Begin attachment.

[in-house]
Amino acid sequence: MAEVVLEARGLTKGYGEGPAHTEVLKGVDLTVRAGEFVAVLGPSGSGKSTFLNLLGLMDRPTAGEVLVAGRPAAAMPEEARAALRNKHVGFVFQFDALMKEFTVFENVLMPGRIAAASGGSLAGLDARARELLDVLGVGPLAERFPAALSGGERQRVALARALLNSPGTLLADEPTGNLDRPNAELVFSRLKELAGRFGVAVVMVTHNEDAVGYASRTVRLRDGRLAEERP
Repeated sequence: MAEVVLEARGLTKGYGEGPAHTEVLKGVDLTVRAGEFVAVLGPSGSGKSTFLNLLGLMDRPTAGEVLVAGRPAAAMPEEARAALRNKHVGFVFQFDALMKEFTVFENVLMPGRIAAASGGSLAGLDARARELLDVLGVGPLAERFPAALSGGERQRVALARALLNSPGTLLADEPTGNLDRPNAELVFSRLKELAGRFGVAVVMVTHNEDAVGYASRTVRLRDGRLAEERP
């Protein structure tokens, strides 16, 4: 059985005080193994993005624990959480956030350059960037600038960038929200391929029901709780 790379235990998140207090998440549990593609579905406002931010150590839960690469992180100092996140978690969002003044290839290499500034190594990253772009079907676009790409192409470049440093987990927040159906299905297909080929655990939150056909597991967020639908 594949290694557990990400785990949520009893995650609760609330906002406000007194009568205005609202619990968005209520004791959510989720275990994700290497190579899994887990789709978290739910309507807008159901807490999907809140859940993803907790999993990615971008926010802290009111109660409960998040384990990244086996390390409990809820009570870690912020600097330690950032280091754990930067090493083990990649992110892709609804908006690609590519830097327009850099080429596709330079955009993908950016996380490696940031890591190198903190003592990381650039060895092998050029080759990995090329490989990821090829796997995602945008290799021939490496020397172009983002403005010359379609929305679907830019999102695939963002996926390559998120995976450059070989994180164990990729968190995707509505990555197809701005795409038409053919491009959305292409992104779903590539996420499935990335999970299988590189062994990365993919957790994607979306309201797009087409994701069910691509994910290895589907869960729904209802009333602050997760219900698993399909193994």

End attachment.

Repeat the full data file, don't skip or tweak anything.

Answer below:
[in-house]
Amino acid sequence: MAEVVLEARGLTKGYGEGPAHTEVLKGVDLTVRAGEFVAVLGPSGSGKSTFLNLLGLMDRPTAGEVLVAGRPAAAMPEEARAALRNKHVGFVFQFDALMKEFTVFENVLMPGRIAAASGGSLAGLDARARELLDVLGVGPLAERFPAALSGGERQRVALARALLNSPGTLLADEPTGNLDRPNAELVFSRLKELAGRFGVAVVMVTHNEDAVGYASRTVRLRDGRLAEERP
Repeated sequence: MAEVVLEARGLTKGYGEGPAHTEVLKGVDLTVRAGEFVAVLGPSGSGKSTFLNLLGLMDRPTAGEVLVAGRPAAAMPEEARAALRNKHVGFVFQFDALMKEFTVFENVLMPGRIAAASGGSLAGLDARARELLDVLGVGPLAERFPAALSGGERQRVALARALLNSPGTLLADEPTGNLDRPNAELVFSRLKELAGRFGVAVVMVTHNEDAVGYASRTVRLRDGRLAEERP
């Protein structure tokens, strides 16, 4: 059985005080193994993005624990959480956030350059960037600038960038929200391929029901709780 790379235990998140207090998440549990593609579905406002931010150590839960690469992180100092996140978690969002003044290839290499500034190594990253772009079907676009790409192409470049440093987990927040159906299905297909080929655990939150056909597991967020639908 594949290694557990990400785990949520009893995650609760609330906002406000007194009568205005609202619990968005209520004791959510989720275990994700290497190579899994887990789709978290739910309507807008159901807490999907809140859940993803907790999993990615971008926010802290009111109660409960998040384990990244086996390390409990809820009570870690912020600097330690950032280091754990930067090493083990990649992110892709609804908006690609590519830097327009850099080429596709330079955009993908950016996380490696940031890591190198903190003592990381650039060895092998050029080759990995090329490989990821090829796997995602945008290799021939490496020397172009983002403005010359379609929305679907830019999102695939963002996926390559998120995976450059070989994180164990990729968190995707509505990555197809701005795409038409053919491009959305292409992104779903590539996420499935990335999970299988590189062994990365993919957790994607979306309201797009087409994701069910691509994910290895589907869960729904209802009333602050997760219900698993399909193994």